Ukraine’s silver medal-winning cross-country relay team covered their medals with their hands during the Russian national anthem in an awards ceremony at the Paralympics in Sochi on Saturday.
Russian forces have been in the Ukraine region of Crimea since late last month. Here’s NBC News’ coverage of the Crimea situation.
“It is a silent protest, fighting for peace for everyone … because the situation in Ukraine didn’t change,” said Ukraine team official Nataliya Harach, according to The Associated Press. “It is not a political protest … we don’t want any disqualifications.”
Russia won the gold medal in the 4×2.5km cross-country relay, so its anthem was played during the podium ceremony Saturday. Ukraine won silver ahead of France.
Ukraine made news at the Opening Ceremony on March 7, when only one of its athletes marched at Fisht Stadium, its flag bearer. The Paralympics finish Sunday.
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International Association of Athletics Federation (IAAF) President Sebastian Coe announced in a press conference Thursday that he dropped his sponsorship deal with Nike, according to reports.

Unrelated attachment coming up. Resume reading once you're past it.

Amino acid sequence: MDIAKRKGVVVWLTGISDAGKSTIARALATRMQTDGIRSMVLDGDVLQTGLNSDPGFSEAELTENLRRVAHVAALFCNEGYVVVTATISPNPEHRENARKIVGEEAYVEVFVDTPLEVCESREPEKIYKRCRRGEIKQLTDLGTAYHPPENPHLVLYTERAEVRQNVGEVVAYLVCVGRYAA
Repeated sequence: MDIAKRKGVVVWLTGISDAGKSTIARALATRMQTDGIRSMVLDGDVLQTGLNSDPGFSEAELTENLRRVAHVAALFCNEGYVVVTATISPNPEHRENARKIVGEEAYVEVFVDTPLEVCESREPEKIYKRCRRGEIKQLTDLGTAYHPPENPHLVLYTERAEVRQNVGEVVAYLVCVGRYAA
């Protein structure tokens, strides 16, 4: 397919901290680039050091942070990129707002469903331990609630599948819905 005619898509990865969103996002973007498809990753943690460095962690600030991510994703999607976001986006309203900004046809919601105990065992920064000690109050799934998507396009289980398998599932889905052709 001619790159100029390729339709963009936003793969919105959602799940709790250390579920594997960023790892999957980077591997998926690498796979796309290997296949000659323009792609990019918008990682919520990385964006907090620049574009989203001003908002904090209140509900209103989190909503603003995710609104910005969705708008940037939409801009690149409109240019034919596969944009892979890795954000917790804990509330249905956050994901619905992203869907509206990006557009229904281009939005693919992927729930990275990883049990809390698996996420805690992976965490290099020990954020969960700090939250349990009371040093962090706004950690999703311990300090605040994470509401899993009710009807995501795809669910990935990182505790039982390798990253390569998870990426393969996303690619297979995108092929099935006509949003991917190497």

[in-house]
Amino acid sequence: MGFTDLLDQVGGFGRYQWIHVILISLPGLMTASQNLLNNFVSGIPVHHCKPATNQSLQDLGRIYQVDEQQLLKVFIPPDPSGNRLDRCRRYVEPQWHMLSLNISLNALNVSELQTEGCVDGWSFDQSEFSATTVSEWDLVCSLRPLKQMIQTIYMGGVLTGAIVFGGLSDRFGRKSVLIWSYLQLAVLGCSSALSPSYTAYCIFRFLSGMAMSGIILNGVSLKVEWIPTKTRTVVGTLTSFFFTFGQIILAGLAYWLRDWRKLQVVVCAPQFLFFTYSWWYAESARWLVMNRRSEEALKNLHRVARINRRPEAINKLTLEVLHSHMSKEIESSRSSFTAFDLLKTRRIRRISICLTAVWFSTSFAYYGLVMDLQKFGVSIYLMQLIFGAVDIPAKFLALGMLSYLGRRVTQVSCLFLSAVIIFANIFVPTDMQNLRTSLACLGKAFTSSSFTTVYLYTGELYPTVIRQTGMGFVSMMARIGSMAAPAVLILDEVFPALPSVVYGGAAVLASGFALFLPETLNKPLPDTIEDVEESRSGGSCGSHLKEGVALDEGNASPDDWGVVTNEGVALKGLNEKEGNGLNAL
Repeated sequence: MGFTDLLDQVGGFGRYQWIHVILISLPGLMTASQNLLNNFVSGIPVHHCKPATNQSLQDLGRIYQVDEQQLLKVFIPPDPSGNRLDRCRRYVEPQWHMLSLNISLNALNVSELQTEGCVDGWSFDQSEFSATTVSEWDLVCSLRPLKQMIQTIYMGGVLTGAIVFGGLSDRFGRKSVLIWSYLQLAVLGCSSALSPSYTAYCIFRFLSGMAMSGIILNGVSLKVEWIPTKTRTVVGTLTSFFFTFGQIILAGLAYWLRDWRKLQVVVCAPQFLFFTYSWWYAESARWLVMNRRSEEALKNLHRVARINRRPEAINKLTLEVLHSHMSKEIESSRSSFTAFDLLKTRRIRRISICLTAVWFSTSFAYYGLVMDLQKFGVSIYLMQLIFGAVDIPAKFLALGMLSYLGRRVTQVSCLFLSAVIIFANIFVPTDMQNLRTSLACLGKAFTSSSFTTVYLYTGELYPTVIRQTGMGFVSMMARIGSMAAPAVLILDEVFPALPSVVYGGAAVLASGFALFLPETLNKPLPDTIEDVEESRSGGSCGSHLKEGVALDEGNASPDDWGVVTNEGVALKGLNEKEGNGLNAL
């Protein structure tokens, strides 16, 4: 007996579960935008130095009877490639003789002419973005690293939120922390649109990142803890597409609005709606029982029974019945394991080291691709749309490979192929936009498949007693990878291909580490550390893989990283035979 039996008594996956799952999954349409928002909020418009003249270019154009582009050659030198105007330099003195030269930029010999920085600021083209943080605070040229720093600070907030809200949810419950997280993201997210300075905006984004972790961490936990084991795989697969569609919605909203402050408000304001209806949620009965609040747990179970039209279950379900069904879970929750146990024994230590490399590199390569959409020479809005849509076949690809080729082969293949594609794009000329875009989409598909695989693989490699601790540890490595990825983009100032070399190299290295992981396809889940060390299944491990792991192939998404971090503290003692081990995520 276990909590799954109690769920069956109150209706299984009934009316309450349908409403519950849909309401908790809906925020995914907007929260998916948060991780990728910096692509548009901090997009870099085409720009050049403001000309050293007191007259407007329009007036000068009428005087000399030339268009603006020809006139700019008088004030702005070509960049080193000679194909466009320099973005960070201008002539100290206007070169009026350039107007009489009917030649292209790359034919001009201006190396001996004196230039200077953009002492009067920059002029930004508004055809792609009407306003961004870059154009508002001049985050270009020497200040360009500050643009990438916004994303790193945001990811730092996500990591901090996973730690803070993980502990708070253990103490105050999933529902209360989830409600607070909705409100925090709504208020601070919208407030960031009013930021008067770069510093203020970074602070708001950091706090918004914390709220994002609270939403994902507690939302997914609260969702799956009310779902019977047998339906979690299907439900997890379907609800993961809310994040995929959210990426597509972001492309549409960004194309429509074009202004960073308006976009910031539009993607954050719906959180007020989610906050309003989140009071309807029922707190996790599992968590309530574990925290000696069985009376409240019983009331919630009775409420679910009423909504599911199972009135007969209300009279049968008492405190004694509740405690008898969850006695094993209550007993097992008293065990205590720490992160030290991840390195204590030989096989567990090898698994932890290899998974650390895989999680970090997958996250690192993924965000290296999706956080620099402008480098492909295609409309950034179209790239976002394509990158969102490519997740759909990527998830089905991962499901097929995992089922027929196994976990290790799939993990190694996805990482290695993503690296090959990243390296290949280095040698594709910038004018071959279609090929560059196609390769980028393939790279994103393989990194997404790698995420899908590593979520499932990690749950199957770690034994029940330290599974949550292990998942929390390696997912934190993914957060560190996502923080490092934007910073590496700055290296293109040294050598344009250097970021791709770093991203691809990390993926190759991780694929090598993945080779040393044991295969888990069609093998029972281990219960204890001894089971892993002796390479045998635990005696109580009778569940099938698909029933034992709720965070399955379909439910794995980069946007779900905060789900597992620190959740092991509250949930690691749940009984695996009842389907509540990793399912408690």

He was sponsored by the brand going back to his days as a professional athlete – he won the 1,500m in 1980 and 1984. His role at Nike included acting as an international advisor and campaign ambassador for “Designed to Move,” aimed at tackling lethargy, Sports Illustrated said.
Coe was voted into office as IAAF president in August for a four-year term, but had since been under scrutiny by British media over the potential conflict of interest. Previously, he acted as the head of the London 2012 Olympic Organizing Committee.
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HAMBURG, Germany (AP) – Hamburg’s bid for the 2024 Olympics faces a public referendum Sunday among voters in the north German port city.
Organizers hope the bid that has already been submitted to the International Olympic Committee won’t share the same fate as Munich’s proposed candidacy for the 2022 Winter Games. That bid was rejected in a referendum.
German Olympic Sports Confederation president Alfons Hoermann says “we’re giving the baton to the people of Hamburg and Kiel,” referring to the nearby city where sailing events would be held.
More than 40 percent of the 1.3 million people eligible to vote have already done so through a postal ballot.
Hoermann says “the excellent turnout that has emerged shows the Olympic Games project has been taken on by the city.”
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